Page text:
Blade Runner holds up well EXCEPT...phone booths? That really makes me pause when I've watched it in recent years, no one has a phone. The one thing Blade Runner got wrong, but understandable considering when it came out.


Also we don't have off-world colonies, flying cars and replicants. Judge it as a movie, not as a prediction.

If you really want to fanwank it as correctly representing some future level of technology, though, imagine that in the future radio-frequency communications have been found to cause cancer and have been banned.


Thanks, coffee.


So it would seem that creativity trumps the massive budgets and state of the art technology that are the hallmarks of just about all modern day SciFi flicks; hmmm ... wonder if that principle is somehow applicable to the startup scene?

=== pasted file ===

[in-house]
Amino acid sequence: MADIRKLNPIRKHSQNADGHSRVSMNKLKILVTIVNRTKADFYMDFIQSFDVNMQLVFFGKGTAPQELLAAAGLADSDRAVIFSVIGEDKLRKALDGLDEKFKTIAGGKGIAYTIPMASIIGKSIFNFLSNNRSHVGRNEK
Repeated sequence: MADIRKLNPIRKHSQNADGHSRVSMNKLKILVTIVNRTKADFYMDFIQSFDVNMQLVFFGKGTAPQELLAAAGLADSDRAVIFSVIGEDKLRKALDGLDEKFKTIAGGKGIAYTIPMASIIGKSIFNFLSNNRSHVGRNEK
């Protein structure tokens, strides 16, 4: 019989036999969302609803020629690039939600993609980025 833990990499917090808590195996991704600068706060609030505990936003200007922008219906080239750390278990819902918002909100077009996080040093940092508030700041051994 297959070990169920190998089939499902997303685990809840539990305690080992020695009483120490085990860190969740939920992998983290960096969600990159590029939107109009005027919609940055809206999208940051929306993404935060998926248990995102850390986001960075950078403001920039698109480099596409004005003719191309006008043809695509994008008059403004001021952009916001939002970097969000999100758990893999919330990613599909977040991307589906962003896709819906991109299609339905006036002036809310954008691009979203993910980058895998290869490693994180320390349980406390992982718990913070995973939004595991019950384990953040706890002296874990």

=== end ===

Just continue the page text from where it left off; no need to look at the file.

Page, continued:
I dunno. That setup looked pretty darn expensive. Did you see the number and size of all of the pieces involved? Custom etched and built models. Huge amounts of high-powered explosives. Not to mention the cost of the film. I don't mean to undercut your point of finding creative solutions, but I'm not sure this is a good example.


well if wikipedia is to be believed it had a 28 mill budget so 67 mill today. 67 doesn't sound like much compared to Avatar or Lord of the Rings but it's still a hell of a lot. And IIRC Harrison Ford was the only big name at the time, which saved them some money I'm sure.